The construction of the church, to become part of an Augustinian monastery, and the hospital, now the oldest active hospital in London, commenced in 1123.
    Work must have progressed at a great pace, as both buildings were completed within 20 years. Rahere, by then an Augustinian canon, became the first Prior of the church and the first Master of the hospital, posts he held until his death in 1143.
    The original church was much larger than the present-day building; indeed, it was larger than most cathedrals at that time. Sadly, after the dissolution of the monasteries by Henry VIII, several parts fell into disrepair and others were used for different purposes. The now-restored North Transept, for example, was for some time a blacksmith’s forge.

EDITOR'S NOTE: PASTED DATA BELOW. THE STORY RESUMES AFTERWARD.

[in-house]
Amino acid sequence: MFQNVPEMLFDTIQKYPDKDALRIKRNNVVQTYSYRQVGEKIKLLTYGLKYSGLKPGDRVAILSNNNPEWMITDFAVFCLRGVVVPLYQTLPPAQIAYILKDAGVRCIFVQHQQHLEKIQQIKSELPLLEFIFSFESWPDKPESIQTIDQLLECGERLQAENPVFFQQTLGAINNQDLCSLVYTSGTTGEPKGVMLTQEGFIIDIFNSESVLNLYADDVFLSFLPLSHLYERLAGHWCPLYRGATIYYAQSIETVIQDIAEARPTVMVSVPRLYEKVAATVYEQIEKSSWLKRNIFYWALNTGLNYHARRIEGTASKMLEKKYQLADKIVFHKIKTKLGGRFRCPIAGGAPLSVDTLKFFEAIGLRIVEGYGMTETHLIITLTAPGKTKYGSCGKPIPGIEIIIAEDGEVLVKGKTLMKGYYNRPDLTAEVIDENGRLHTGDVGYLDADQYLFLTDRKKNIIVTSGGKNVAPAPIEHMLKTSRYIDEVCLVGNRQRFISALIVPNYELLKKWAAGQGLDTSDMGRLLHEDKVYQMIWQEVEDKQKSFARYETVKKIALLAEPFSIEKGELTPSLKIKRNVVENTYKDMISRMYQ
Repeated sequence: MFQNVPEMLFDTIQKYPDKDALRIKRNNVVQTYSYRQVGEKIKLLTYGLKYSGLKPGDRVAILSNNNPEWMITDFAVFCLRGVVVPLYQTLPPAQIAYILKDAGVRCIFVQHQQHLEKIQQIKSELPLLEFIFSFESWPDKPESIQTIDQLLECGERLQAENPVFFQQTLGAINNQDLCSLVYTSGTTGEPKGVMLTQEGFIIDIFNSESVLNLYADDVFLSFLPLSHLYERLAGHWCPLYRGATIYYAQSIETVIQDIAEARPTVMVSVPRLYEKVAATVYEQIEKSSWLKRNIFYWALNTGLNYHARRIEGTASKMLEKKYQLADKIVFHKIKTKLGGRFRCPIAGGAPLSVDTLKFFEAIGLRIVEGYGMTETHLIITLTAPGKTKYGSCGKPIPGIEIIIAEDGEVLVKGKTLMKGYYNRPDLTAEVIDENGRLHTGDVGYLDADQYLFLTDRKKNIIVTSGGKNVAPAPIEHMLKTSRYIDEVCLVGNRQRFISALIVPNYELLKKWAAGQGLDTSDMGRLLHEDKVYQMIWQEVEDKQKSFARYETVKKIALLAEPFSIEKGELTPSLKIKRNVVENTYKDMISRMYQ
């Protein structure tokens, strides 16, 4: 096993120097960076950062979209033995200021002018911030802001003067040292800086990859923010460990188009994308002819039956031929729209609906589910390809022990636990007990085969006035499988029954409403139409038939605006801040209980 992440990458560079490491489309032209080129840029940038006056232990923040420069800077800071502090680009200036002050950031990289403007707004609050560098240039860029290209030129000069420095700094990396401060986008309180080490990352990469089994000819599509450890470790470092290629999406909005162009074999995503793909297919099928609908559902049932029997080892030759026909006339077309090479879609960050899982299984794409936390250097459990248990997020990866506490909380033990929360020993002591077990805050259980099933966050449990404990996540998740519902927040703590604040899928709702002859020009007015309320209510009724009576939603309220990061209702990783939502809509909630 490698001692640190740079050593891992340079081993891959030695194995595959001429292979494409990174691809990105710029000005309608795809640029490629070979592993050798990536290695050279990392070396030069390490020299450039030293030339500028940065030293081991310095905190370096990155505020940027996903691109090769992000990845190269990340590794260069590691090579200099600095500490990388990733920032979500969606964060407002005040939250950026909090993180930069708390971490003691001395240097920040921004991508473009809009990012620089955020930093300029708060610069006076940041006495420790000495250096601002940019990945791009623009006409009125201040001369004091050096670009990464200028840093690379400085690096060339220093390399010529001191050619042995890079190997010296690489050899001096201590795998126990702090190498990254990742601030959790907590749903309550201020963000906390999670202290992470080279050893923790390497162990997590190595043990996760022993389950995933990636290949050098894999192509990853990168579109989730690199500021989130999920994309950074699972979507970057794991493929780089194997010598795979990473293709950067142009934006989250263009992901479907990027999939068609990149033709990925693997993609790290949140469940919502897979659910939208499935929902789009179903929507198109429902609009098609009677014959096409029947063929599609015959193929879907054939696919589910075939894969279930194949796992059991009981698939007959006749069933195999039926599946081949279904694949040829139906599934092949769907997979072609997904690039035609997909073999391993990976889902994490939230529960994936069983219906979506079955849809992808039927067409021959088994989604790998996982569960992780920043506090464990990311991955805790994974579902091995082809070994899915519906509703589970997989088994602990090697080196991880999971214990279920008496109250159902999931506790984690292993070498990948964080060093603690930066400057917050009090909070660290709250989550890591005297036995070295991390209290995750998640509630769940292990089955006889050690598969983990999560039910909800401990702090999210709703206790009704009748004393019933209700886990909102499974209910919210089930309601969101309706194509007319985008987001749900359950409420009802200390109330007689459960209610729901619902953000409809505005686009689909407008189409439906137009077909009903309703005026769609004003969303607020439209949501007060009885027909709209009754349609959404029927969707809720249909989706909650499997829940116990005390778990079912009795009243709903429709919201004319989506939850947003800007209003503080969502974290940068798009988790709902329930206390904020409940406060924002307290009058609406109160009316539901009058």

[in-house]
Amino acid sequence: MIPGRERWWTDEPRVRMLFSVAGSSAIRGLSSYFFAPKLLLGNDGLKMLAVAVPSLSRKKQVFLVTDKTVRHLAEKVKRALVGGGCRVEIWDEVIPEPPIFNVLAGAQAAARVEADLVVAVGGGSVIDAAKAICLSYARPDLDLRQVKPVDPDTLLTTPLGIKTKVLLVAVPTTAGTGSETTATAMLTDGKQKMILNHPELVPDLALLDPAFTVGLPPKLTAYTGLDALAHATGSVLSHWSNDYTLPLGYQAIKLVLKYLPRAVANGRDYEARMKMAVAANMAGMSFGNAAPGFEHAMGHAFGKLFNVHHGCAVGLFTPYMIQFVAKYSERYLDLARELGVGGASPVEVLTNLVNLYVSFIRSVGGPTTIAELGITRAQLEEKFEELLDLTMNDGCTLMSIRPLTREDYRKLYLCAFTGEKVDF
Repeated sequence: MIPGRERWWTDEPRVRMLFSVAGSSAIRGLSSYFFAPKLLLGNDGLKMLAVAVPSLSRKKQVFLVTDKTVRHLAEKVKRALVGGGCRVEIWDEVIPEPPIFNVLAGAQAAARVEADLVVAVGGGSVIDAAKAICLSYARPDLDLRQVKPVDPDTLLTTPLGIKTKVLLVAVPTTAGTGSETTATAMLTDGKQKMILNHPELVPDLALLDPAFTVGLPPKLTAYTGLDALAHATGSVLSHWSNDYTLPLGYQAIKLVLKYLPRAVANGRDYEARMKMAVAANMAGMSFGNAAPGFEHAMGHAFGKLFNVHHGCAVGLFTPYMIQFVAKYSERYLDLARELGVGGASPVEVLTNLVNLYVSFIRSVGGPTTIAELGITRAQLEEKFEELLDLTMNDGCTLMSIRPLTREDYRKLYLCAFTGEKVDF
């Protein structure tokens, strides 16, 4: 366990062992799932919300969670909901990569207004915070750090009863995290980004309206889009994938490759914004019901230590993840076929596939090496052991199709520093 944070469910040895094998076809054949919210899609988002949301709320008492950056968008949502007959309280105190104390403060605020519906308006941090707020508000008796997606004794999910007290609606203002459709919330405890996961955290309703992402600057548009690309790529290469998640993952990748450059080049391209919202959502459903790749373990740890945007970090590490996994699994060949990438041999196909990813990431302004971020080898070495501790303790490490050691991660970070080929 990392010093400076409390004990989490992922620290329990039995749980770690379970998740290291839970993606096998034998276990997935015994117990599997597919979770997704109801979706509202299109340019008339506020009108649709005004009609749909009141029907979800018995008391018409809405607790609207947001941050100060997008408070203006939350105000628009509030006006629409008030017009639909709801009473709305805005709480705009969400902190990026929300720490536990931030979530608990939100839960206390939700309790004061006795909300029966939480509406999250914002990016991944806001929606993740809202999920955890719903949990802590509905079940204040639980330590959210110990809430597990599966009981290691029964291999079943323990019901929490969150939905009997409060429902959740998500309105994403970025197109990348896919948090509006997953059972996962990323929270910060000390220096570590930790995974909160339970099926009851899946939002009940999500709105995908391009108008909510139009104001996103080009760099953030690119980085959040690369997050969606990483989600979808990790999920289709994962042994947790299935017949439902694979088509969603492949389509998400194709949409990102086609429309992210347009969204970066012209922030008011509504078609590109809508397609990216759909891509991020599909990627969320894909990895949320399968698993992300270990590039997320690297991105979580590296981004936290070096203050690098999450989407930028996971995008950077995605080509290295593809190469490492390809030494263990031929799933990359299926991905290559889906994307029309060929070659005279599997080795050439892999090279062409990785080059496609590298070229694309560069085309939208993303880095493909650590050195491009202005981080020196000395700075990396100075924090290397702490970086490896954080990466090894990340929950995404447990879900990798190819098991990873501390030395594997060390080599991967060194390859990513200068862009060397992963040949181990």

In addition to founding the church and hospital, Rahere was given funding by the king to establish an annual cloth fair at Smithfield, running for three days from St Bartholomew’s Eve, August 23rd. The fair proved extremely popular and it became one of the great annual events in London and a public holiday. It eventually developed into a huge market, trading in many commodities other than cloth, including meat and livestock, and there was a myriad of entertainment – jugglers, fire eaters, jesters, minstrels, storytellers and many more, and Rahere himself would sometimes amuse the crowds with juggling.
    Also, the operative guilds prepared and performed mystery plays but, alas, the collapse of the guilds and the puritanical attitudes fostered by Protestantism brought the mystery plays to an end but their tradition is perpetuated in Masonic rituals.
    The fair was last held in 1855 but, to this day, there is a large meat market at Smithfield.